Jesus said on the Mount of Olives (Matt. 24) that deception would be the primary cultural sign of the last days. Even some of God’s “elect” might be deceived by false theologies. “Good would be called evil and evil good” (Isaiah 5:20). Men would substitute light for darkness and darkness for light. Apostasy would consume churches and denominations that were once solid.
Movies about God are making big bucks at the box office, and the film adaptation of The Shack will more than likely be a top ticket seller when it hits the big screen. I can already imagine The Shack Bible studies and busloads of small groups fellowshipping and praising “Papa” for another opportunity to share Jesus.
But which Jesus? We know that the Jesus of the Bible is very different than the one author William P. Young wrote about in his mega-bestseller.
“The Shack” is the fictional story of a man who meets God, Jesus and the Holy Spirit and is cured of his deep emotional pain.
Hollywood likely will promote it as a Christian film, but a respected theologian told WND “The Shack” does not present the Gospel truth.
Scroll down for part 1
In the first half of this plea for grace, I examined a number of ministries that I am convinced I would have lost many great spiritual insights if I had written off their teachings because I disagreed with some part of what they have to say. We will now explore where we as Christians should draw the line concerning whether a ministry is apostate or not.
The Crucial Doctrines
NOTE: Olive Tree Ministries agrees with Dave Reagan as we continue to speak out against "contentious contenders." Contend for the faith in love, please.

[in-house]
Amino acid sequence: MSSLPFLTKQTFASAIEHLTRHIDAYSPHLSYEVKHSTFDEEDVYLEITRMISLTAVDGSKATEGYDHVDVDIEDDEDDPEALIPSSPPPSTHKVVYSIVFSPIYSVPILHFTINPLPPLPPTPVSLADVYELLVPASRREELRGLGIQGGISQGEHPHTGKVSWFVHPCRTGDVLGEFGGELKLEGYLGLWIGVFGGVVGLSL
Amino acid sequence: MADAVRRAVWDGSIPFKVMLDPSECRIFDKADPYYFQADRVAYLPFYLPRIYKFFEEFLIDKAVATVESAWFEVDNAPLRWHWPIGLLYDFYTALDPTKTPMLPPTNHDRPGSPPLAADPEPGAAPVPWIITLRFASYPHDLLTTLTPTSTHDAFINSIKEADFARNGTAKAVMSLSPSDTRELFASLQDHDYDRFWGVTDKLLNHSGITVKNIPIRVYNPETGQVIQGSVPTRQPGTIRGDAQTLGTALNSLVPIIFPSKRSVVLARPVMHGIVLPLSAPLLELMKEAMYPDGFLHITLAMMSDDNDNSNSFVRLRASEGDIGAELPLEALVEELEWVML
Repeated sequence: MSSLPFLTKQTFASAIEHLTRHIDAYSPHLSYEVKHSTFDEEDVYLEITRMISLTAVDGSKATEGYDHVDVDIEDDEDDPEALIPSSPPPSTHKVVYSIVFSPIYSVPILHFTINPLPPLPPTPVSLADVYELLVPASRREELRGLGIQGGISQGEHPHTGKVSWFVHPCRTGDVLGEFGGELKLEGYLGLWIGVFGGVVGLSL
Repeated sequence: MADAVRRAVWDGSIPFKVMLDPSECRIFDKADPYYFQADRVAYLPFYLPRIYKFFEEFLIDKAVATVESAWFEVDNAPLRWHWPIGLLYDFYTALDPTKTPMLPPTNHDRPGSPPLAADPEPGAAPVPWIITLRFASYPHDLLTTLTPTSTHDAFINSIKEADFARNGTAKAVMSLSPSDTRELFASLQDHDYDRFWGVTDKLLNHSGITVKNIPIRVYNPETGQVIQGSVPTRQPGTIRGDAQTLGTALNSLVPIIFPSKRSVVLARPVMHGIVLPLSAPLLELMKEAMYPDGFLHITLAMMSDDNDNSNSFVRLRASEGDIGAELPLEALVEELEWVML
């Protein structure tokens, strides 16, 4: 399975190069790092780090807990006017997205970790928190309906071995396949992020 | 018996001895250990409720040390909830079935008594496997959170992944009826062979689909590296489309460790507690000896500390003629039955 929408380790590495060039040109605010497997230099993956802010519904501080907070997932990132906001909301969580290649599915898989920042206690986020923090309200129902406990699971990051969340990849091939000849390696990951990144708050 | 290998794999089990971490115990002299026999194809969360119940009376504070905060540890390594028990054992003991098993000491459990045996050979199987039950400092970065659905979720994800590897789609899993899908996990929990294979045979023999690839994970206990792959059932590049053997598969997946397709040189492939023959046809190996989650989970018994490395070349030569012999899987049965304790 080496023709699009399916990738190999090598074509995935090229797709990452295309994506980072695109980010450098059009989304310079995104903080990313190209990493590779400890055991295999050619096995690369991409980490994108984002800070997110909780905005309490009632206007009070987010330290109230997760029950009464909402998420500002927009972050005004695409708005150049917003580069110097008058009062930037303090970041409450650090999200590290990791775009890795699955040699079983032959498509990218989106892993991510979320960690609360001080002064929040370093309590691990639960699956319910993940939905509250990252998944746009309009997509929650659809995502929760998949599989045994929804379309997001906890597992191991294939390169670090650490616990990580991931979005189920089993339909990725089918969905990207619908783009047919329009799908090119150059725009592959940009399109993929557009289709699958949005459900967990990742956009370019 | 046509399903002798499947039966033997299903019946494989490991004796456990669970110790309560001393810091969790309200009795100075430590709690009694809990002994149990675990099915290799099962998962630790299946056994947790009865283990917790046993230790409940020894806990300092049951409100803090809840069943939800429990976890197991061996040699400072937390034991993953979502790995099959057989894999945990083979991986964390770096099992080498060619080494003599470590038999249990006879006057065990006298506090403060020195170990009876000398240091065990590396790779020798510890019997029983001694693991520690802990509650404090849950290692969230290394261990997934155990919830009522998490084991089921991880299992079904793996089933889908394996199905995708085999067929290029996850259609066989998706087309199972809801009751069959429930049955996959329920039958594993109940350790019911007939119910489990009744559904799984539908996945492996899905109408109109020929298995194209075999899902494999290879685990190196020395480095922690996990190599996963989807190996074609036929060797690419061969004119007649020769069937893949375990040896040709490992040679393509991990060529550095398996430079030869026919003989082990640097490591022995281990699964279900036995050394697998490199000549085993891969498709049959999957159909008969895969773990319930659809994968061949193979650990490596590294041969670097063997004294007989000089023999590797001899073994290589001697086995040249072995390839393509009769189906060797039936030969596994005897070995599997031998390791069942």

First, let's keep in mind that there are no perfect ministries. All of them, including Lamb & Lion, are headed up by people and are composed of people, and people are flawed.
I would urge you, therefore, to look for the good — for that which lines up with the Scriptures — and either ignore or criticize responsibly what does not. Otherwise, you are going to miss some spiritual blessings.
Let me give you some examples from my personal perspective.
Christianity and Islam are the world’s two largest religions. With 2.18 billion Christians and 1.6 billion Muslims the world-round, it’s safe to say that these two faith systems impact, to a profound extent, social and political events occurring in diverse societies. But what about “Chrislam,” the controversial belief system that combines both traditions to form its own fascinating religious brand?
While you may not be aware of its existence, this controversial faith system has small pockets of adherents in parts of Africa and has garnered a plethora of intrigue — and scrutiny — here in the United States.